Precisely because of this difference in the quality of life, many people living in Southern Italy, such as in Calabria, Puglia or Campania, decide to move up north. Many move to Piemonte, Lombardia or Veneto in search of a job and a better life.

The Italian “miracolo economico” ends in the 1970s with a strong worldwide crisis. The crisis is caused by an unprecedented rise in the price of oil, the resource on which the economy of many countries depends.

In addition to the economic crisis, from the late 1960s to the early 1980s, Italy was experiencing a severe social and political crisis. In these years, called “anni di piombo”, (years of lead) there are many terrorist acts, protests and violent demonstrations by far-right and far-left organisations.

After the very difficult and violent anni di piombo, the Italian society is experiencing a new period of transformation.

New parties are born and assert themselves in politics. First of all, the party of the entrepreneur Silvio Berlusconi, called Forza Italia. In the 1994 elections, a year after the party’s birth, Forza Italia received the majority of votes and Silvio Berlusconi became Presidente del Consiglio (Prime Minister). Berlusconi will be re-elected Presidente del Consiglio two more times, in 2001 and 2008.

Between 1989 and 1991 borns the Lega Nord Party. This party aims to give autonomy and independence from the central government to the northern regions of the country. The “Lega” is the party currently headed by Matteo Salvini.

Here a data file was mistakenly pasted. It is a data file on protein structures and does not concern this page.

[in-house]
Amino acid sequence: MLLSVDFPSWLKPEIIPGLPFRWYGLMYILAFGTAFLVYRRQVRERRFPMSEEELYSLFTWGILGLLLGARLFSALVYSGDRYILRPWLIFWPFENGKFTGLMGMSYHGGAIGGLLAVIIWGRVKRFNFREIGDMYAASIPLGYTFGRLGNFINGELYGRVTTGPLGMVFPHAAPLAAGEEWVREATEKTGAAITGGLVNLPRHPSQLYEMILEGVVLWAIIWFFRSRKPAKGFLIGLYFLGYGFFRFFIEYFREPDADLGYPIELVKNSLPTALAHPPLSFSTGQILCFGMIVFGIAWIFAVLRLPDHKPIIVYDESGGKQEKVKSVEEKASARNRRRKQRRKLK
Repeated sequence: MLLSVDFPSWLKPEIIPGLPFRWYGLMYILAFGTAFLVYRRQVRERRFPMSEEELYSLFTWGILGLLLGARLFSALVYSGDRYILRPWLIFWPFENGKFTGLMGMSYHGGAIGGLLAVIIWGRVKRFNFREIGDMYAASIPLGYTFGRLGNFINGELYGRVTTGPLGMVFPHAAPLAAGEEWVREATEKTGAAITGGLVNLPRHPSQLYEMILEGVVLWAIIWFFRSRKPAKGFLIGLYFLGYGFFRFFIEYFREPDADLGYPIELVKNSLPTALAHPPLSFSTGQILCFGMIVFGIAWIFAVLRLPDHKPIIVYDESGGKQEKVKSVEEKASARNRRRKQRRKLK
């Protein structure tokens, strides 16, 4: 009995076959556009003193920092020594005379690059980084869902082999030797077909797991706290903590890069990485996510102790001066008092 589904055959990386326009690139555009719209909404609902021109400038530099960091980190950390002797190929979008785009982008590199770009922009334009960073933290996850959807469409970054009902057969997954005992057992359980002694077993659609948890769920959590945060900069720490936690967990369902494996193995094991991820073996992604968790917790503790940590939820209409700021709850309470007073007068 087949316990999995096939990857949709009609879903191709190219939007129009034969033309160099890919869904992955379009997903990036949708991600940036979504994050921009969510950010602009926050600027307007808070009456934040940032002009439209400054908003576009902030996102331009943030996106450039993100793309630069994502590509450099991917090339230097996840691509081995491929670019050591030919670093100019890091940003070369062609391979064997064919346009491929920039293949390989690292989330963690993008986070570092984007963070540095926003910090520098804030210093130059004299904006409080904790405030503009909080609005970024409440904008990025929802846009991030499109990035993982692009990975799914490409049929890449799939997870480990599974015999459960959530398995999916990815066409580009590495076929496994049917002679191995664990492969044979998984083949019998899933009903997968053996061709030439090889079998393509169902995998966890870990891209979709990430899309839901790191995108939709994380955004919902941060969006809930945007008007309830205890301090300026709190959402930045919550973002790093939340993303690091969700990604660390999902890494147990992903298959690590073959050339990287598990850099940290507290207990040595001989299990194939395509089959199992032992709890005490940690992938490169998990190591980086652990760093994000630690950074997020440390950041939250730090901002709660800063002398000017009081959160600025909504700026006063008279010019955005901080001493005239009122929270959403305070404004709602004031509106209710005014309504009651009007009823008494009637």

In these years, television becomes the most important means of mass communication. All families learn new things by watching television and Italian culture is mainly influenced by television programs.

More and more people buy computers and start using the internet.

Until the end of the 1970s, the history of Italy was a history of emigration. The Italians who migrated to Germany, Switzerland, the United States, Brazil and Argentina or other countries of the world from the late 1800s to the late 1970s numbered about 25 million.

In the 1980s, due to the new policies of openness to other countries and the need of many people to live a better life, immigration to Italy began to be a significant phenomenon. The countries of origin of people who migrate to Italy in this period are mainly Egypt, Morocco, Tunisia, Senegal.

In the 1990s the first mass migration to Italy took place. Thousands of Albanian citizens leave Albania after the end of the communist dictatorship and migrate to Italy. They choose Italy mainly because it is very close to Albania and has good economic conditions. With the end of the communist regimes also many people from other former Soviet countries, such as Poland and Moldavia migrate to Italy.

Over the years the number of immigrants from Romania and Ukraine, from China, from other African countries (such as Ghana, Nigeria, the Ivory Coast) and from South Asian countries (such as Bangladesh, Pakistan and India) has grown considerably. All of these people come to Italy to find protection, a job, a better life.

Today in Italy, there are about 6 million people from foreign countries. The largest foreign communities are the Romanian, the Albanian, the Moroccan, the Chinese and the Ukrainian ones.

All of these people contribute significantly to the economic and social development of our country with new ideas, strength, and diversity. Learn more on multicultural Italy.